If you notice, some people are constantly gaining new skills and experience either in the office or outside by taking courses, certifications, and just learning new skills in general that can help them become more valuable at work. That should be you. The more you become an asset, the better the chances you will earn more. There are chances and opportunities that will come up and when they do, you need to be ready for it. Even if doesn’t immediately pay off, it will down the road. You become a viable candidate for increased responsibilities and salaries.

5. You didn't brag

When you achieve some success in your job performance, make sure in the appropriate way, you get the credit. I’ll call it bragging but essentialy it means letting people know you had a role in some problem solving. How? You can simply write yourself a note and keep a record of it to use at an annual review session or even better, discuss it (ok, brag about it) with your co-workers and supervisors to reaffirm your role and contributions. They have an old saying, “it’s not bragging if it’s true”!

6. You made it personal

If you deserve, want, need, and must have a raise, never make it personal. The company isn’t interested in the fact that your kid just started college, you need to pay off your credit cards, or that you want to go to Tahiti to celebrate your 10th wedding anniversary. They do care about the business, so that’s what you need to focus on and the reasons that you get that raise should be all and only business related.

7. You didn't give them a reason

Remember I said write it down when you make a contribution? Well, this is the time to pull out your list of accomplishments when you sit down to talk about your job performance and raises. Don't necessarily wait for your annual performance review, or raises may already be decided. Be straight forward and honest and document what you did and what it meant to the business and your boss. Simply being Mr. or Ms. Dependable and doing “your job” won’t move the needle in the direction you want it to go.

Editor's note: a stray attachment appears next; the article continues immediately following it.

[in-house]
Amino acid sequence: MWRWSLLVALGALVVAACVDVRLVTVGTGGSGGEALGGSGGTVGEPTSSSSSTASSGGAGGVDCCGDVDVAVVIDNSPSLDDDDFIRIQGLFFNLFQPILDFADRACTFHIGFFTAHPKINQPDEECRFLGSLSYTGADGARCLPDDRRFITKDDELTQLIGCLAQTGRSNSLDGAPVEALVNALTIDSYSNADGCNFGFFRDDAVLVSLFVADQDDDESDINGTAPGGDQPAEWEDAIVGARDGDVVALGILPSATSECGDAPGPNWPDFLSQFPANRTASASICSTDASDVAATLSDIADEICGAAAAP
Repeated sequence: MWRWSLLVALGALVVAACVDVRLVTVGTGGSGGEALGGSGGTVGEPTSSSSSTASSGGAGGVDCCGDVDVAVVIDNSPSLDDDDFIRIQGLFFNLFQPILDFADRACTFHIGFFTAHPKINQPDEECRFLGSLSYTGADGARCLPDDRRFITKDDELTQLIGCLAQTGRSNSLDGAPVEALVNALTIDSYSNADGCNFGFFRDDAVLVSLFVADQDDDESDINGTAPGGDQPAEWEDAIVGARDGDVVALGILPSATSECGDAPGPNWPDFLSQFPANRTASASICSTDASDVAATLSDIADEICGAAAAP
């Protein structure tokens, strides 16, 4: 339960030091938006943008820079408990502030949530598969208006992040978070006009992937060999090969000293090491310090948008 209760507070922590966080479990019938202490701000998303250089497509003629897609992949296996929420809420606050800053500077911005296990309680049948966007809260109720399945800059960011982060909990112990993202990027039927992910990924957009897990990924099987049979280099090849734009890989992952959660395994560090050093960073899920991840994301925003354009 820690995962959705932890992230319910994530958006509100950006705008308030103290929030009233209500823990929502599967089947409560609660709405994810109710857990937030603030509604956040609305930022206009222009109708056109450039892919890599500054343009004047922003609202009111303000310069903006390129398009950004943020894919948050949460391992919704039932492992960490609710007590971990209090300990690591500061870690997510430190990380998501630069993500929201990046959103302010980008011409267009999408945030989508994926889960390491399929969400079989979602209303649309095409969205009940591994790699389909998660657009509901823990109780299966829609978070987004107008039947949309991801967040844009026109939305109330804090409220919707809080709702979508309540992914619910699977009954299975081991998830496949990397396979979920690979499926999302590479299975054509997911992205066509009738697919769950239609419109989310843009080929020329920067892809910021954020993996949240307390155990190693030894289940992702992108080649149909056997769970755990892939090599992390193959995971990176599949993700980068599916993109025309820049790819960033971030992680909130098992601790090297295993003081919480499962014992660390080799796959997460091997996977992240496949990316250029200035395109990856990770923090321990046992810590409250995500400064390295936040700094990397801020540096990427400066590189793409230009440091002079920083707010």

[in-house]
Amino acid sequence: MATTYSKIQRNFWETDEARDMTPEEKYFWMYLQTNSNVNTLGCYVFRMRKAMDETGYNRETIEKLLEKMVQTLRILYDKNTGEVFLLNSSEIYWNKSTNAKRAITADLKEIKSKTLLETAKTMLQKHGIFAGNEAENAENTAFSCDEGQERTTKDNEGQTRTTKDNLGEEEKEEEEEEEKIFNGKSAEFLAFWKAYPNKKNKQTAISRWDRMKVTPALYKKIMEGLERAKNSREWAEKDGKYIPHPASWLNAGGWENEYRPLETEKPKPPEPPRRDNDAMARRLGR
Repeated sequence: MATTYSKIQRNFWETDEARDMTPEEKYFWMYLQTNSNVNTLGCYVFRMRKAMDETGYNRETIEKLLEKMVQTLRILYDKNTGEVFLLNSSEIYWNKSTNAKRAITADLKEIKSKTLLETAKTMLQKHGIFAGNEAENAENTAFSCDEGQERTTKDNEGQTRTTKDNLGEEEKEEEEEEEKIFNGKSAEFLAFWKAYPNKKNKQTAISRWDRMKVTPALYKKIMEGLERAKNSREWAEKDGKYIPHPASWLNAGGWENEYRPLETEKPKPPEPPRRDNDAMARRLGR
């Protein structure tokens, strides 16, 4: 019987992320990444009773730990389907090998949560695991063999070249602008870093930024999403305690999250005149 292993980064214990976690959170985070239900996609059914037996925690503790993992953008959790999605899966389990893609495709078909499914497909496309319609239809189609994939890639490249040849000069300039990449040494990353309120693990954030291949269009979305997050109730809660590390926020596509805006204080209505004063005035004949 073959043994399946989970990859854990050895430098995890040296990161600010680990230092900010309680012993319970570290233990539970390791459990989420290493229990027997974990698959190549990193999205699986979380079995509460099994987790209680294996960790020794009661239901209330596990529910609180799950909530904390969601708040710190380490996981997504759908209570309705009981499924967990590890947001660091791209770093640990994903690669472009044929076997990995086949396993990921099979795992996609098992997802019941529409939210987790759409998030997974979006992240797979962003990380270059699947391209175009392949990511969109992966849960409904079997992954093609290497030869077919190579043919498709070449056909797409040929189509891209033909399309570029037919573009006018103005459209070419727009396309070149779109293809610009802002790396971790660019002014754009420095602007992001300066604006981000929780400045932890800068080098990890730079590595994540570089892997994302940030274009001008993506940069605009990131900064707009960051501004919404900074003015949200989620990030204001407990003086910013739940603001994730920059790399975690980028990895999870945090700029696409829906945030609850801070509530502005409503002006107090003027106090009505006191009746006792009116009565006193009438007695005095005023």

8. You just didn't ask

The number one reason that you won’t get that raise at work is as obvious as the nose on your face. You didn't ask! If you have done the items in this list well then now is the time to move to the head of the class and make your case. It’s my experience that tells me that your supervisor will go to bat for you if you are doing everything the right way. Don’t think that the percentages are against you and that “no one is getting a raise.” That’s not true in 99% of the cases and if it is, then some other form of compensation may be in the offing. Things like added vacation time, or company paid courses. Or a new job title with a new pay scale. Companies never want to lose star players and if you have become a star you want to be recognized for it. It’s not about ego, it’s about the money. You remember money don’t you? It’s that reason you're working.

As you can see, whether or not you get a raise at work is mostly up to you. Sure, your supervisor might say the group is only getting a 2% increase this year, but that might not be across the board. In other words, some might get nothing while others get 5%. Make sure you're in the group that's getting what they deserve. And if you're in business for yourself, most of these still apply. Make yourself valuable to your clients and then ask for that increased rate. Whatever you do, just don't settle for adequate.

Have you prepared yourself for a raise? What are you doing right not to make it happen?